Newsletter: March 23, 2016

Dear Church Family,

It is hard to believe, but Easter is already upon us. Why do we celebrate Easter Sunday? In order to commemorate Jesus Christ’s resurrection from the dead on the third day. People often refer to Sunday as “the Lord’s day.” Doesn’t every day belong to the Lord? Well, yes, of course every day belongs to Jesus. Okay. So, why do people call one day out of the week “the Lord’s day”? In order to commemorate Jesus Christ’s resurrection from the dead on the first day of the week. So, in one sense, Christians should celebrate every Lord’s day as Easter Sunday.

Unanimously, all four gospel accounts record that Jesus rose from the dead on the first day of the week (Matthew 28:1; Mark 16:2; Luke 24:1; John 20:1). The pattern of Christians from the very beginning became to gather together on the first day of the week in order to worship Jesus Christ in light of Him being raised from the dead (Acts 20:7; 1 Corinthians 16:2). Furthermore, John actually calls the first day of the week (Sunday) “the Lord’s day” in Revelation 1:10, which gives Scriptural precedent to this label.

My purpose here is not to talk about how the Lord’s day compares or contrasts with the Sabbath day or what is meant by the Day of the Lord—even though those are certainly important conversations. Here I want to ask, “Is the resurrection really all that important?” I have briefly suggested that for Christians from the New Testament to the present, Christ’s resurrection was at least important enough to determine when they would gather together to worship. However, does a permanent schedule change really mean a whole lot? If Christ had died on the cross for the sins of His people but was never resurrected, would it change anything?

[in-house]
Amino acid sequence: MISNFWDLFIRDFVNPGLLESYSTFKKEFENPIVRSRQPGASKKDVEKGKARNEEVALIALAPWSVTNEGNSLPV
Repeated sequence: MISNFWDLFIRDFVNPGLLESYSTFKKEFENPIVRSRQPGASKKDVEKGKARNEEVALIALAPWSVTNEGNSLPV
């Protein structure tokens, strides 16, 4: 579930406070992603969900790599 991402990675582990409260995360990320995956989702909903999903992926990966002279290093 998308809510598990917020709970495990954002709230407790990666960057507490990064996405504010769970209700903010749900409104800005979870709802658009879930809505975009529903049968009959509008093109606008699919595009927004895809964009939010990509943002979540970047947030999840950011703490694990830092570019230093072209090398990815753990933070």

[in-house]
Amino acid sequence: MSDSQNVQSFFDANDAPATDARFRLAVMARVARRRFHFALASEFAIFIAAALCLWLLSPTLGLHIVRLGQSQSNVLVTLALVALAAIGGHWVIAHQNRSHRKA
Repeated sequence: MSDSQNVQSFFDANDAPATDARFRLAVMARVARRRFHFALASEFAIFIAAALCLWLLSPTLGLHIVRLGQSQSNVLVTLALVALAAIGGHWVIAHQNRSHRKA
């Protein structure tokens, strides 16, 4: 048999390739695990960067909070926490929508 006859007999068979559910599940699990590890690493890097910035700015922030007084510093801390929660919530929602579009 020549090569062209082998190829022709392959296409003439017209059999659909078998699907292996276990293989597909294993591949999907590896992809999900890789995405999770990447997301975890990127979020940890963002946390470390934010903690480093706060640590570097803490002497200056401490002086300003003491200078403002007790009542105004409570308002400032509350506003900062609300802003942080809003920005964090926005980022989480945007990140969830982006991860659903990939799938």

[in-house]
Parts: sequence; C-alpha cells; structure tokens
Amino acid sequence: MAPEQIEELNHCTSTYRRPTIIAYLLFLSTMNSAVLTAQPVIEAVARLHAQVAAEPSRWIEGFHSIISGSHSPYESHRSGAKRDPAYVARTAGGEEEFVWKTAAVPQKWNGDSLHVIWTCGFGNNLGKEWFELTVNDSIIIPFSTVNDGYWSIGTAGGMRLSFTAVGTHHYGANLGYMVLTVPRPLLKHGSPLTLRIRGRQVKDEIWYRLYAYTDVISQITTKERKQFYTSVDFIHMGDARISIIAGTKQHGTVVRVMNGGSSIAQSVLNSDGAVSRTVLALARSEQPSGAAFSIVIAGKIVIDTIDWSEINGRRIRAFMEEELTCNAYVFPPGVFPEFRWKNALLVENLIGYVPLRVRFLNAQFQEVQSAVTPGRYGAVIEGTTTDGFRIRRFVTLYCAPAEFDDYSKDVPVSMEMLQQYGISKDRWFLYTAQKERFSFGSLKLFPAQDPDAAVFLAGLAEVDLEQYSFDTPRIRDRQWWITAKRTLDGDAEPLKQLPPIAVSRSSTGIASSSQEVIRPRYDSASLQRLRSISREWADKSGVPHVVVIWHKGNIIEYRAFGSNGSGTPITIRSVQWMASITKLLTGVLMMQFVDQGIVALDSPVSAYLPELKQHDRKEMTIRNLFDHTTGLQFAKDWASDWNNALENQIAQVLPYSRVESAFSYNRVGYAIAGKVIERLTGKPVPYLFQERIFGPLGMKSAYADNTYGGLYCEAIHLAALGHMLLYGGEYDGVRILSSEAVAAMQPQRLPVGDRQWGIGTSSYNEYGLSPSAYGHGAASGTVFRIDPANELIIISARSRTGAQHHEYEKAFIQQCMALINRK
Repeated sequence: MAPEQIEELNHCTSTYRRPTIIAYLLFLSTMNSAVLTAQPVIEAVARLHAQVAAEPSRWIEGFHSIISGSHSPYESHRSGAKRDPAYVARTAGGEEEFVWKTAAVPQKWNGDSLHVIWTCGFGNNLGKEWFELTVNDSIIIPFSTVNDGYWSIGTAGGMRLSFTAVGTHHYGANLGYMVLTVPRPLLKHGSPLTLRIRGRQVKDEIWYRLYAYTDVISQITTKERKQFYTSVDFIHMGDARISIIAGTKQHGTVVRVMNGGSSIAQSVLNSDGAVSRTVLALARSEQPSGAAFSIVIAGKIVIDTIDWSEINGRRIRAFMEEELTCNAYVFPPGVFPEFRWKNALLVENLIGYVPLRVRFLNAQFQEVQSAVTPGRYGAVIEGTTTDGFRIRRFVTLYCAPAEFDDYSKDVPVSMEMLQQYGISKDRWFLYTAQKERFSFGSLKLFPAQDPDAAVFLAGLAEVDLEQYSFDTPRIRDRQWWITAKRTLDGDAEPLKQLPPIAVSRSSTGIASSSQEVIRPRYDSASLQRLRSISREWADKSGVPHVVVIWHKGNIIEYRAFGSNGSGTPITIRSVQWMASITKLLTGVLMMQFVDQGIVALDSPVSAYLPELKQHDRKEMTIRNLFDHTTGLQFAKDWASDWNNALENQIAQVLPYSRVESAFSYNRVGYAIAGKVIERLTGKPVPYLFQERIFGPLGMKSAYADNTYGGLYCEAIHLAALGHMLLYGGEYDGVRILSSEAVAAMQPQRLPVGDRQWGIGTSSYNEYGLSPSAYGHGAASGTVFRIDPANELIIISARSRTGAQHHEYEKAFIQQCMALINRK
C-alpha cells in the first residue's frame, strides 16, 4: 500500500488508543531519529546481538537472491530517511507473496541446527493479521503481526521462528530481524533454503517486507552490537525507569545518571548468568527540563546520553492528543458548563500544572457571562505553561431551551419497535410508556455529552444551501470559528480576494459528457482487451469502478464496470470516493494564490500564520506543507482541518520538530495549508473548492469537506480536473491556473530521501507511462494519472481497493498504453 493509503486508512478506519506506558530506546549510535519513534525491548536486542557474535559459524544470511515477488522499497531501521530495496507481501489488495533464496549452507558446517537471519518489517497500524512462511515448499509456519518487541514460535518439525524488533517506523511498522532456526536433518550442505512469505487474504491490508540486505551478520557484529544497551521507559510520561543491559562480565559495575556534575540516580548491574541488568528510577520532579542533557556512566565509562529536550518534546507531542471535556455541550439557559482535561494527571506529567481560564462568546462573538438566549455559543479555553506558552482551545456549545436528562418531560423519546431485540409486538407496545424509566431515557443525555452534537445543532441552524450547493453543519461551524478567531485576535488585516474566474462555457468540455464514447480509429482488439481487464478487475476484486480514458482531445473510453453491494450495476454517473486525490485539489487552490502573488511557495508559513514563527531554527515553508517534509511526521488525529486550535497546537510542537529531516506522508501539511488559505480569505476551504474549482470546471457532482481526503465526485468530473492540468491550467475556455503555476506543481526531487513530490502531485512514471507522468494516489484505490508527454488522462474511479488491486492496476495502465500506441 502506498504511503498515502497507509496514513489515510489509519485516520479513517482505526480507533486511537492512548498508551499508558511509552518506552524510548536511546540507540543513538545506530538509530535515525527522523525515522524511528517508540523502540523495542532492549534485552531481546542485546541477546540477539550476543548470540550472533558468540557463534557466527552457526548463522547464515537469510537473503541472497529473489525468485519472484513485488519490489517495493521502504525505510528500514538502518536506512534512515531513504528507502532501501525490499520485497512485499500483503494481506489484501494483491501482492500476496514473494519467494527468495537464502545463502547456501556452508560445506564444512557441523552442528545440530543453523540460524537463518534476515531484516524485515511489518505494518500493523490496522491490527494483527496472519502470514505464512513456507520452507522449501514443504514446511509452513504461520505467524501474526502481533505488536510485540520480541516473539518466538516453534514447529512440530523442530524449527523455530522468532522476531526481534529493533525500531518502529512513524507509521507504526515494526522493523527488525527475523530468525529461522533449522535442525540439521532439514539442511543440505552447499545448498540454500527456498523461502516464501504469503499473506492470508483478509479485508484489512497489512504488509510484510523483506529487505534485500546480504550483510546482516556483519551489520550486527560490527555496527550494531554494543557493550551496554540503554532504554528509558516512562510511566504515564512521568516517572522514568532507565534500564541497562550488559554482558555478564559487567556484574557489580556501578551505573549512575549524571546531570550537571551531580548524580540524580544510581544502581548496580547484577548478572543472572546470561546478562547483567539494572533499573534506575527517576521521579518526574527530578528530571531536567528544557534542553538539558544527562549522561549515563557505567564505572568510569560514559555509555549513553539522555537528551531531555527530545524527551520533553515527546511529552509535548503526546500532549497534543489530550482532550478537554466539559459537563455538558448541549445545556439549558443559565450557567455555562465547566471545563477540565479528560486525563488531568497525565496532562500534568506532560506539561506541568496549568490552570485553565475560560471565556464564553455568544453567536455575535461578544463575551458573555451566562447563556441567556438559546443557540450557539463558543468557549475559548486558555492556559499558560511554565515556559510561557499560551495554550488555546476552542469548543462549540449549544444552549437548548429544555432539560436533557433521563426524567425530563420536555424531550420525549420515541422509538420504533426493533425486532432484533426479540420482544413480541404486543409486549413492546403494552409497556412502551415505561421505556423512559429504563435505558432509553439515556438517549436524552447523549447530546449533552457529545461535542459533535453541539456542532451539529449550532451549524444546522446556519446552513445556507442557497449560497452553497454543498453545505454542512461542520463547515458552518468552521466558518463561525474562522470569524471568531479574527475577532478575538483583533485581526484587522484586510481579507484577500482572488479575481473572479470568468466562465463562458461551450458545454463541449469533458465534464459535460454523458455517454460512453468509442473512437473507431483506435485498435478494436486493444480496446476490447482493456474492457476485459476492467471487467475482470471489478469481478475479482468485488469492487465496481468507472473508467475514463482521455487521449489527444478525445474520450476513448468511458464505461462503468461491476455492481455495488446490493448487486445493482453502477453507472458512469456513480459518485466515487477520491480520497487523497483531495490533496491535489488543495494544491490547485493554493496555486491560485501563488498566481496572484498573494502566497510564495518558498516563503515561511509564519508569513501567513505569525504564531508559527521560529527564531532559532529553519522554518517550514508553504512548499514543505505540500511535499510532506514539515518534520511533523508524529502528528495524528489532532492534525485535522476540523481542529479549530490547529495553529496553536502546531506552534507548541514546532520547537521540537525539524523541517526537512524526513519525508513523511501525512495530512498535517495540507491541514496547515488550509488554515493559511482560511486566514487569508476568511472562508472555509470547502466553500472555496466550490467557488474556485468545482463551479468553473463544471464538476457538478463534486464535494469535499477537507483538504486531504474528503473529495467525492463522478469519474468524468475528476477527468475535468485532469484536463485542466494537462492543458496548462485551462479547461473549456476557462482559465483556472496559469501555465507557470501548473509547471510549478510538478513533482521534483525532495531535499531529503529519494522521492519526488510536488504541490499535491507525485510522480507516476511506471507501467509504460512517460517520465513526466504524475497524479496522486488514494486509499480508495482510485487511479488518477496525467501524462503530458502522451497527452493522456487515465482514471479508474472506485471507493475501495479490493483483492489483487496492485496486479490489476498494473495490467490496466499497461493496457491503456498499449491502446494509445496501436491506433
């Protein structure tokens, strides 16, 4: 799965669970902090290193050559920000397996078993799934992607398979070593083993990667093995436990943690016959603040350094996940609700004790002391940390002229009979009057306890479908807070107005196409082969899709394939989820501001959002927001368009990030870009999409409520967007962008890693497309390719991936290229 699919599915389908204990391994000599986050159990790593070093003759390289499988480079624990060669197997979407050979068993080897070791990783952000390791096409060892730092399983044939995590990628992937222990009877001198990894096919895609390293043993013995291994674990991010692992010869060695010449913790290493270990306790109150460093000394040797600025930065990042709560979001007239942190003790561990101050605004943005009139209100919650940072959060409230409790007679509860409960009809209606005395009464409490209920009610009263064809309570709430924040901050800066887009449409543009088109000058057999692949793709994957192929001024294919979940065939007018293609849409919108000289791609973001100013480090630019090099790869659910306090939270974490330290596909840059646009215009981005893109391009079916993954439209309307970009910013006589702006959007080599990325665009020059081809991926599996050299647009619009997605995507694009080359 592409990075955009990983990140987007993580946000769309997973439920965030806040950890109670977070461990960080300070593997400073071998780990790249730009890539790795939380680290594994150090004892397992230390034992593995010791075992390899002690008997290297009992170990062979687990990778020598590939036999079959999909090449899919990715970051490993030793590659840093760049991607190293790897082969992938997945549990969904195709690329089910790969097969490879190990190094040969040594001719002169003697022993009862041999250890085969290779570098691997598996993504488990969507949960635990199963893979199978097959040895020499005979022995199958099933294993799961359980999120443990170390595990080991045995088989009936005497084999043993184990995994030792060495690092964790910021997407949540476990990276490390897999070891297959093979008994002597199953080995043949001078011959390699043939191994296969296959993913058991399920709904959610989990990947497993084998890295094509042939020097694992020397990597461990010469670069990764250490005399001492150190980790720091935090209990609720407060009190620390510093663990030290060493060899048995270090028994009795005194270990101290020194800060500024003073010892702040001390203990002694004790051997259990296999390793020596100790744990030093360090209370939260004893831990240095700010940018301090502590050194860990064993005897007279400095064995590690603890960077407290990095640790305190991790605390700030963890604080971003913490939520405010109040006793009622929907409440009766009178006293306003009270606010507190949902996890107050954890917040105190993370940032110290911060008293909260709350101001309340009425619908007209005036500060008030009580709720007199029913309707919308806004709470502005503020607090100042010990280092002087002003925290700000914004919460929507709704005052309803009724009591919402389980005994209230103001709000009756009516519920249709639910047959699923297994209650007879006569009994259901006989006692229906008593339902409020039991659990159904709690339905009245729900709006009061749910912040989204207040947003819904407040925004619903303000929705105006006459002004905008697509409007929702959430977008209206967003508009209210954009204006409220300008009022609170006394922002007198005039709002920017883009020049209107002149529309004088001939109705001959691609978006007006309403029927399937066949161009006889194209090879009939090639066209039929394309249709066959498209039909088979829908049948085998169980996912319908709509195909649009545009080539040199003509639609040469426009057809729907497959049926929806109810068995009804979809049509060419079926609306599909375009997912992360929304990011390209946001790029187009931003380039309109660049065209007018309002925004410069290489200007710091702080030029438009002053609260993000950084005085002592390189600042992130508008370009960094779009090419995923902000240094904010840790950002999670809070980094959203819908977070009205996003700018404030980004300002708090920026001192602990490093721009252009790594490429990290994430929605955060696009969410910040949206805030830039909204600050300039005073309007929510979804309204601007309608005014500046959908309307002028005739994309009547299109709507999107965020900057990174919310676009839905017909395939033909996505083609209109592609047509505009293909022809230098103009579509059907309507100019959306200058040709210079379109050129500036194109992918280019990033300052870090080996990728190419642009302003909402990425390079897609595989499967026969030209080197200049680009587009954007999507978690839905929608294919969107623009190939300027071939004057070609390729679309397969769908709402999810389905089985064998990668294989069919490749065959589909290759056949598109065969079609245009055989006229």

Your first reaction may be to remember all the times Jesus told His disciples He would rise on the third day, which would mean that if He didn’t rise, He would have been a liar (and you would be right), but what if (for the sake of argument) He never told His disciples that? Is there any other reason besides keeping His Word that makes Christ’s resurrection important?

What does Scripture say (aka: What should we believe?)?

“And if Christ has not been raised, your faith is futile and you are still in your sins” (1 Corinthians 15:17). If Jesus was not raised, God did not accept Him as the perfect sacrifice, the blameless substitute for all those who will trust in Him (Romans 4:23-25). If Jesus was not sinless, He is not fully God. If Jesus is not God, He could not have endured the eternal wrath of God on behalf of His people. If Jesus was not raised, death wins and Satan conquers.

Do you get where I am going with this? Christianity—our hope for salvation (i.e., being reconciled to God)—hangs on the resurrection of Christ Jesus. No resurrection means no Gospel which means no Christianity which means no hope. The hope of our salvation rests in the resurrection of Jesus Christ. Furthermore, the purpose of our lives is meant to be governed entirely by the reality of God raising Jesus from the dead.

Let me encourage you to meditate on 1 Corinthians 15 as you prepare your hearts to gather together this Lord’s day in celebration of the act that brought us life. “But thanks be to God, who gives us the victory through our Lord Jesus Christ” (1 Corinthians 15:57).

Gentry